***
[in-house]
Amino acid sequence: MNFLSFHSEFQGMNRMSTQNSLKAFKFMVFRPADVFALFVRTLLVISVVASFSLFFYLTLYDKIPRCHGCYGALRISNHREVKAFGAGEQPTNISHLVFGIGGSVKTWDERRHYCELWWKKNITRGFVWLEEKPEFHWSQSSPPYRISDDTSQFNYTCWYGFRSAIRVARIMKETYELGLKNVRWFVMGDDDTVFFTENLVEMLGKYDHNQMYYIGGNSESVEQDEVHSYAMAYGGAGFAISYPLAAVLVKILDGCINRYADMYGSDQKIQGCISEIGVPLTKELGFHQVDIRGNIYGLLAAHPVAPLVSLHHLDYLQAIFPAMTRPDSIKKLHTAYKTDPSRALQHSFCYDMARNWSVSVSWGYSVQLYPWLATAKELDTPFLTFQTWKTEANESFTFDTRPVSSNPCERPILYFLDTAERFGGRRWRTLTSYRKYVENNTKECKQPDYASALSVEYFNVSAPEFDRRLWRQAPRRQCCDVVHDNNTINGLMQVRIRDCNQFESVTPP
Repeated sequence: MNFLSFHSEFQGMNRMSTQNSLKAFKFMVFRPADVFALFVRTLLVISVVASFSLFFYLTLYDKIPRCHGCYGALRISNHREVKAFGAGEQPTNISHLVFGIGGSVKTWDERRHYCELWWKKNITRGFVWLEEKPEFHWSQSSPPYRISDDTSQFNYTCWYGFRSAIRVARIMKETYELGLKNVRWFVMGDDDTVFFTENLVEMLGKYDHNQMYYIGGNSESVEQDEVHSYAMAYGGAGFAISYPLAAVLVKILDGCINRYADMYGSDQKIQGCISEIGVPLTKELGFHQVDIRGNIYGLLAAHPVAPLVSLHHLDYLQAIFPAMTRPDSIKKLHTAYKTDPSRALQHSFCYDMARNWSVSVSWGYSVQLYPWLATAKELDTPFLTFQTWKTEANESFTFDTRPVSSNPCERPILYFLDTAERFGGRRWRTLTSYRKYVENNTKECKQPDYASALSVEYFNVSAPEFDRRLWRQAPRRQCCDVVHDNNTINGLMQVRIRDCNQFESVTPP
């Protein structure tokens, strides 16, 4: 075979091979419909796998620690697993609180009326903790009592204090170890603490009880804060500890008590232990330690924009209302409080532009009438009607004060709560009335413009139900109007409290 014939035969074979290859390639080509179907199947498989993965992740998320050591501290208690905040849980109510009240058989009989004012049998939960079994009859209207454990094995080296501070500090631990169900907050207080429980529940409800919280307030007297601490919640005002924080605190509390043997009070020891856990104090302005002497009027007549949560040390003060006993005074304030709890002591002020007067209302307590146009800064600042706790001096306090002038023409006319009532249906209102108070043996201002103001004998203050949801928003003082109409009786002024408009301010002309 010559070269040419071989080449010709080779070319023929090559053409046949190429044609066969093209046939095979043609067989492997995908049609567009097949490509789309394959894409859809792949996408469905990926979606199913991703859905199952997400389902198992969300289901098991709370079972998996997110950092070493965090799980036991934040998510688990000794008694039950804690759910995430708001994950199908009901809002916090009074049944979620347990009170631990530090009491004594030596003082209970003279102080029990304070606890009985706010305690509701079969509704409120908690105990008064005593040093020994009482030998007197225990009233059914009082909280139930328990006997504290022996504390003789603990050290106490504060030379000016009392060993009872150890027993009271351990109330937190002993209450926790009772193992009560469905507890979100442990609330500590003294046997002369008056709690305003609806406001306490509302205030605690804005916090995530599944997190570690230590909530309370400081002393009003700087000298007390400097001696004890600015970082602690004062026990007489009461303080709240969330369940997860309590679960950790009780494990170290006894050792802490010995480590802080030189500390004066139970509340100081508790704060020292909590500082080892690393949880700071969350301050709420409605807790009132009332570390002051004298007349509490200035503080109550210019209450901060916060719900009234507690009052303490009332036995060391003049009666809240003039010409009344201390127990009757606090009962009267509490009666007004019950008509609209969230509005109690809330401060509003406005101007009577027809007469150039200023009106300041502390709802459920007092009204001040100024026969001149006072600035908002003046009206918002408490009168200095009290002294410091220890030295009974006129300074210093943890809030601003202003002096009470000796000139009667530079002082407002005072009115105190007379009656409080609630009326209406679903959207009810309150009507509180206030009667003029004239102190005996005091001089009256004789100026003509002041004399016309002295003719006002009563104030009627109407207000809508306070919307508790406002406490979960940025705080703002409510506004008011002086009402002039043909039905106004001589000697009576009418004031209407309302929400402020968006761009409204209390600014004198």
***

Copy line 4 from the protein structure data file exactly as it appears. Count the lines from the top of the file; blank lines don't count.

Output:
């Protein structure tokens, strides 16, 4: 075979091979419909796998620690697993609180009326903790009592204090170890603490009880804060500890008590232990330690924009209302409080532009009438009607004060709560009335413009139900109007409290 014939035969074979290859390639080509179907199947498989993965992740998320050591501290208690905040849980109510009240058989009989004012049998939960079994009859209207454990094995080296501070500090631990169900907050207080429980529940409800919280307030007297601490919640005002924080605190509390043997009070020891856990104090302005002497009027007549949560040390003060006993005074304030709890002591002020007067209302307590146009800064600042706790001096306090002038023409006319009532249906209102108070043996201002103001004998203050949801928003003082109409009786002024408009301010002309 010559070269040419071989080449010709080779070319023929090559053409046949190429044609066969093209046939095979043609067989492997995908049609567009097949490509789309394959894409859809792949996408469905990926979606199913991703859905199952997400389902198992969300289901098991709370079972998996997110950092070493965090799980036991934040998510688990000794008694039950804690759910995430708001994950199908009901809002916090009074049944979620347990009170631990530090009491004594030596003082209970003279102080029990304070606890009985706010305690509701079969509704409120908690105990008064005593040093020994009482030998007197225990009233059914009082909280139930328990006997504290022996504390003789603990050290106490504060030379000016009392060993009872150890027993009271351990109330937190002993209450926790009772193992009560469905507890979100442990609330500590003294046997002369008056709690305003609806406001306490509302205030605690804005916090995530599944997190570690230590909530309370400081002393009003700087000298007390400097001696004890600015970082602690004062026990007489009461303080709240969330369940997860309590679960950790009780494990170290006894050792802490010995480590802080030189500390004066139970509340100081508790704060020292909590500082080892690393949880700071969350301050709420409605807790009132009332570390002051004298007349509490200035503080109550210019209450901060916060719900009234507690009052303490009332036995060391003049009666809240003039010409009344201390127990009757606090009962009267509490009666007004019950008509609209969230509005109690809330401060509003406005101007009577027809007469150039200023009106300041502390709802459920007092009204001040100024026969001149006072600035908002003046009206918002408490009168200095009290002294410091220890030295009974006129300074210093943890809030601003202003002096009470000796000139009667530079002082407002005072009115105190007379009656409080609630009326209406679903959207009810309150009507509180206030009667003029004239102190005996005091001089009256004789100026003509002041004399016309002295003719006002009563104030009627109407207000809508306070919307508790406002406490979960940025705080703002409510506004008011002086009402002039043909039905106004001589000697009576009418004031209407309302929400402020968006761009409204209390600014004198």